I tell a lot of people that a good support system is key to avoiding losing your ever loving mind during this CHD journey. Seriously. Find a good support system. For me, that is my faith, my church friends (we meet weekly), this blog, other heart parents, my wife, and sometimes even our chaplains at work. A diverse support system is great because it helps you when you just need to approach your worry or concern from a different angle: sometimes I can say a prayer and feel fine; other times I need to write it down or just plain vent to someone. We’re not on an island: there are other people going through struggles and are willing to walk with you through them.
2. Are you the type of parent who handles your child’s CHD by trusting what the cardiologist tells you, or do you need to understand their CHD inside and out?
I’d say a little bit of both. The fact is these cardiologists don’t get their knowledge off craigslist: they work hard to learn their field and their trade. They know their stuff. And while I am no medical expert and certain things are just over my head, I think it’s foolish not to at least try to familiarize yourself with your child’s condition. The cardio team isn’t there with your child the whole time, you are…
3. How do you deal with the anxiety you feel before your child’s doctor appointments, etc.?
I think this changes with time and type of appointment. Early on in this blog I talked about how utterly TERRIFIED I was before Nolan went for the Norwood Procedure. Heck, it still freaks me out sometimes just thinking back on it. Surprisingly I wasn’t too worried for his first cath and I was a tiny bit worried before his Glenn Procedure. Either way, whether you completely melt down before each appointment or you’re stoic, this is where your support system comes in. Tell people what’s coming so they can talk with you, check up on you, and give you an opportunity to voice your anxieties. Usually I’m working when Nolan has 99% of his appointments, but in January I got to go to a cardiology appointment with him and while I was confident that everything was fine, there’s still that sliver of anxiety that always exists in the very recesses of my mind. It’s like “Ok ok ok ok ok don’t find anything new, please nothing new, pleasepleasepleaseplease!”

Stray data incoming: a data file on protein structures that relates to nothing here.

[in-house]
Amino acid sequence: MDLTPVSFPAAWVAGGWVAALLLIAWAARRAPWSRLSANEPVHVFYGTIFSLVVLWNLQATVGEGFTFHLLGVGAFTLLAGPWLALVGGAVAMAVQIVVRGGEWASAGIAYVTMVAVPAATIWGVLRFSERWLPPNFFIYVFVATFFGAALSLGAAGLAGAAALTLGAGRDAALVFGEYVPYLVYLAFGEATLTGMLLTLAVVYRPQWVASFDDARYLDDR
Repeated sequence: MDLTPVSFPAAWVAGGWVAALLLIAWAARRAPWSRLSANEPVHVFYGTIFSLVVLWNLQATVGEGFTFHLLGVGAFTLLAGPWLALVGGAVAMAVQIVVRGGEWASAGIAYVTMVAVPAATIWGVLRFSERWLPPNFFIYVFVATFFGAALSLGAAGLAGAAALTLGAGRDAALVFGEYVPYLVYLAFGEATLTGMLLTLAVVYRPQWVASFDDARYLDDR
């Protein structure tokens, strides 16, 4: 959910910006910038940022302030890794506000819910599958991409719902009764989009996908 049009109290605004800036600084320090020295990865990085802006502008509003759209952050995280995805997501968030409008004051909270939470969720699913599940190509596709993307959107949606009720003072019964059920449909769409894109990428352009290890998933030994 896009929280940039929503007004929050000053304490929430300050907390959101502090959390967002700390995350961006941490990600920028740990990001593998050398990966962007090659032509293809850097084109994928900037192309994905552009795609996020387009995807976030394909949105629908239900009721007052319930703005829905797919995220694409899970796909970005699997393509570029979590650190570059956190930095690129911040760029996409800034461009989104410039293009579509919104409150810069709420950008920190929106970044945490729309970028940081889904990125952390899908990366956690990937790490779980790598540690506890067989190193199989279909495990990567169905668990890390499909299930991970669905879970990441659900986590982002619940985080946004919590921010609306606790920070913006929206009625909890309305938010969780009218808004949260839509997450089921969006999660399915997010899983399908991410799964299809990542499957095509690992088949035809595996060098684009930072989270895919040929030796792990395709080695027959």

4. When your child has been hospitalized, are there any special items you bring to make the hospital seem more “home-like” and comfortable?
For Nolan we try to bring a few toys or stuffed animals. The hospital does a great job of providing toys if we ask for them, but I also like to give him familiar stuff as well. One thing I try NEVER to forget is his little sound machine: he has this giraffe that plays different types of white noise and that’s what he sleeps with every night.
5. How do you deal with well-meaning family and friends who want to help in some way?